I stayed for a couple of hours and talked to people. One guy told me that I was only a couple of blocks away from Death Alley, and that Westmont was the deadliest place in LA, if not the nation. Maybe so, but that didn’t put any kind of damper on the festivities, and as I found out after reading up on the matter, most of the deaths are drug-related and occur among the highest-risk group: Young men.

I haven’t been young for decades and my drug trade involves Geritol. No wonder I felt safe. And how couldn’t I? There were dads, moms, kids, and grandparents everywhere, people enjoying being outside together on a splendid fall day.

People were friendly, and I met guys like Lorenzo Murphy, who has a talk show called Compton Politics. Friendliest of all were the cyclists; every neighborhood has ’em! I met Will Holloway of the S.O.LA Real Ridaz, a group that has show bikes, low rider bikes, chromed-out bikes, and that donates bikes to kids. We talked and made plans for a ride, and then started talking about putting on a bike show in the South Bay. Before I left the guys who had rolled out their classic cars invited us to sit behind the wheel and take a couple of pictures.

There are so many people, our neighbors and fellow human beings, who face huge challenges, challenges that we can’t imagine tucked away here in the South Bay. And there are so many people fighting for change, where change means doing things that give kids a chance, where change means a hot meal, clothes, a roof, basic health care, and a job.

Here’s the thing: I would have never ventured over to Jesse Owens Park by myself if my friend Ken Vinson hadn’t invited me to his MVMNT Rides earlier this year. It took someone reaching out, and a bunch of friendly people, to make me feel like I was welcome in a place where hardly anyone looked like me. Ken and his friends taught me that change is possible. Now. Today.

But you can’t be part of that change until you leave those places in which you feel familiar and comfortable. Like travel of all kinds, crossing neighborhoods makes you realize that people are people. And most of all, it makes you realize that you’re not, and never have been, alone.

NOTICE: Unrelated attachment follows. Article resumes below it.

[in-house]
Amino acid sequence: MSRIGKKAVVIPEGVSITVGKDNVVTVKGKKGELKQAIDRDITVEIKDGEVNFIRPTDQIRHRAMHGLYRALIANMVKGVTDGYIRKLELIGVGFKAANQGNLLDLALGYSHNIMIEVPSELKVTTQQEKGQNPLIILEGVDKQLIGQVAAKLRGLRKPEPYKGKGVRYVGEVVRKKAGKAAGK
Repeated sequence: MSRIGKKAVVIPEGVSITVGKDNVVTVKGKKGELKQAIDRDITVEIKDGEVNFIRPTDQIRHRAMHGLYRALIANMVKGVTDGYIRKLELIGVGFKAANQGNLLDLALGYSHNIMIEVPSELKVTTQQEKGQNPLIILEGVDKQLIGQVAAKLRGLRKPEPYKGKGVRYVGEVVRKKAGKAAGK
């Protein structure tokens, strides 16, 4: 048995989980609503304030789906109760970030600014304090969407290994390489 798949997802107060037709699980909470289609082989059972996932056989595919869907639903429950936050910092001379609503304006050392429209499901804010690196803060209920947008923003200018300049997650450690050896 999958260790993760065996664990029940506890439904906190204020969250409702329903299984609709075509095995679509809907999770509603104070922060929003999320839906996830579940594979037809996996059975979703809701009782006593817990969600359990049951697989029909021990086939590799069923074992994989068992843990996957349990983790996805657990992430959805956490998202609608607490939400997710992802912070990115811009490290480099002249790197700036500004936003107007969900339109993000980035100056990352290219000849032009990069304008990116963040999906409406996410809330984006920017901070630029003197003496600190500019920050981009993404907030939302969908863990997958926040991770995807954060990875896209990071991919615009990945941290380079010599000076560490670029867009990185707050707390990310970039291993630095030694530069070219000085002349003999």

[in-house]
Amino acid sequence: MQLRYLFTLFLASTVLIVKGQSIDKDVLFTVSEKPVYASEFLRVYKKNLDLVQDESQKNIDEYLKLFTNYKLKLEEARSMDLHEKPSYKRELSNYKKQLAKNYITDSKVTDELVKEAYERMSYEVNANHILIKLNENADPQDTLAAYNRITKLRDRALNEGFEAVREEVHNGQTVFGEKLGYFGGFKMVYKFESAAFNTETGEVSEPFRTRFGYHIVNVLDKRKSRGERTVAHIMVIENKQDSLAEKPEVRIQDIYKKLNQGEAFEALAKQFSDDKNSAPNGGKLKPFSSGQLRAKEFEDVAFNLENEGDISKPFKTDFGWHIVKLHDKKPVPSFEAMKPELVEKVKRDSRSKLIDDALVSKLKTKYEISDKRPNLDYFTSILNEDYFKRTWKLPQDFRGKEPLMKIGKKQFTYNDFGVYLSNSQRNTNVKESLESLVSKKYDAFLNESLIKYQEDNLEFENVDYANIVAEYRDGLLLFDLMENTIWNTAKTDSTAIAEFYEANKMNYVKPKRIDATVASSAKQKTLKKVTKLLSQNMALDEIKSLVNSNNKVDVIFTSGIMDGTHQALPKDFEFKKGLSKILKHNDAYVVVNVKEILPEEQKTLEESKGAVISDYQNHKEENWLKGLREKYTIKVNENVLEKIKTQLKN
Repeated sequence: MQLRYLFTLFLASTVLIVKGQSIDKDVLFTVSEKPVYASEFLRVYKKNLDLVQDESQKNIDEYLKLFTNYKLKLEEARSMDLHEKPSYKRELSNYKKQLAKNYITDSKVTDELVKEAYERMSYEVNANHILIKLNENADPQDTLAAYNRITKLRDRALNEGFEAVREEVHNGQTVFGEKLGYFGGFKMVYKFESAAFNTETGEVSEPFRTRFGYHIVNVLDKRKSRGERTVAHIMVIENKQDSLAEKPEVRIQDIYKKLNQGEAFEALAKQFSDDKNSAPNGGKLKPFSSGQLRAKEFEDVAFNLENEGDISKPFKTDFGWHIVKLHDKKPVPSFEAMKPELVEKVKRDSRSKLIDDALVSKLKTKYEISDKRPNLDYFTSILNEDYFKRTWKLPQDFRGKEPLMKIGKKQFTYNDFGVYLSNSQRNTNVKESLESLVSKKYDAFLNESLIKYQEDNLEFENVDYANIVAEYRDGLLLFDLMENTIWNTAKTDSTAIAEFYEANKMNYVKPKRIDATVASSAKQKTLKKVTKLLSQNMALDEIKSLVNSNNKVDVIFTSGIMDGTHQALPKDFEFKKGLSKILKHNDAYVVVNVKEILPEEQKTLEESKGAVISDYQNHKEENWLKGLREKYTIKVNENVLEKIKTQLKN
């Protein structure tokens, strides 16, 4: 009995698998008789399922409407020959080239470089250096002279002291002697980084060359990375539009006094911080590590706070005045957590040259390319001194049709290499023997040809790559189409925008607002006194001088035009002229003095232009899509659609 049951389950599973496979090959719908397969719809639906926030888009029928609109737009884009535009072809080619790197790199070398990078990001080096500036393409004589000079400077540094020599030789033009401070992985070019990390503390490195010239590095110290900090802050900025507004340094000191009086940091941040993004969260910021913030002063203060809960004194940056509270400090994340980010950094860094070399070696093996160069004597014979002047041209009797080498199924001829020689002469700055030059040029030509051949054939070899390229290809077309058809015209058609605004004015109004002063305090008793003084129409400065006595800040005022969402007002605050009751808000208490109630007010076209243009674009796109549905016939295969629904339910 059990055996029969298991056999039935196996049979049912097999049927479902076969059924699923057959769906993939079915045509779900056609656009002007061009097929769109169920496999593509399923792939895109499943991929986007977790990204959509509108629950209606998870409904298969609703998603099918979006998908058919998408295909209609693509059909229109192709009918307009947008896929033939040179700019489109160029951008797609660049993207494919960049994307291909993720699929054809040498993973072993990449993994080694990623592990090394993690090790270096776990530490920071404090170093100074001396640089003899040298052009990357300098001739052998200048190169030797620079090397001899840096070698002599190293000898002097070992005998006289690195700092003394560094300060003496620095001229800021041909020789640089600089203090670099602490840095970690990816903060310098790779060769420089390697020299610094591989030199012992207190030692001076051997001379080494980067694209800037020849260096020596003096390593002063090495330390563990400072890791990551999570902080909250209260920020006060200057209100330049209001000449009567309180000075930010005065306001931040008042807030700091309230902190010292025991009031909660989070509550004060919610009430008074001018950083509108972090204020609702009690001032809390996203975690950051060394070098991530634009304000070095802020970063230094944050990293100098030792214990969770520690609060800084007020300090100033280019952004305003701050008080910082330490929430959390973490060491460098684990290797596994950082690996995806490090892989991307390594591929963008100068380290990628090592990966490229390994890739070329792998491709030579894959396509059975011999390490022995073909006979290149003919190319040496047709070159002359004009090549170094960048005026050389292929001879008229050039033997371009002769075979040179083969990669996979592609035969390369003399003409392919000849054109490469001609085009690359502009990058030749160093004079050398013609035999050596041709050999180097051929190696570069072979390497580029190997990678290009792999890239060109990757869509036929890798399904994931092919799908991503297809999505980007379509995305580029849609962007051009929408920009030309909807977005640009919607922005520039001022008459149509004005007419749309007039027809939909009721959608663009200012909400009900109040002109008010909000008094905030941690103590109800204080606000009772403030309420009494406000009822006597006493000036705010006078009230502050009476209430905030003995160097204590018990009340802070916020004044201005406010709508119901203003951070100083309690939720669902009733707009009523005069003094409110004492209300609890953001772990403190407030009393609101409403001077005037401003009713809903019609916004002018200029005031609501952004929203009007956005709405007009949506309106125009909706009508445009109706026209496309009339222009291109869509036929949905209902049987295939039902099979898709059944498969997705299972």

END

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Ain’t it grate?

October 9, 2018 § 10 Comments

Monday must have been Bad Mood Day. I got two nasty emails from two nasty retirees, both suffering a pretty severe case of butthurt due to the work done over here by Blogbot 4.5.6.

Nasty email #1 was a continuation of a prior nasty email, which went something like this: “So I still think you got your head up your ass. I am thinking of cancelling my subscription as well.” I like to call this The Wrath of the $2.99. You’d be amazed how many people indignantly and triumphantly announce that they are going to punish my transgressions this way.

Nasty email #2, by a fellow whose initials are so appropriately “BS,” was livid that I’m not wearing a helmet. He never had a subscription to cancel, being one of those fine South Bay folks who NEVER READS YOUR CRAPPY BLOG but somehow manages to stay abreast of its contents.

Keyboard battles

As much fun as it was for these two to spend what looked like an awful lot of time composing a lot of awfully crappy prose, it drove home a simple fact: You can type all you want, but what matters is what you do in the real world.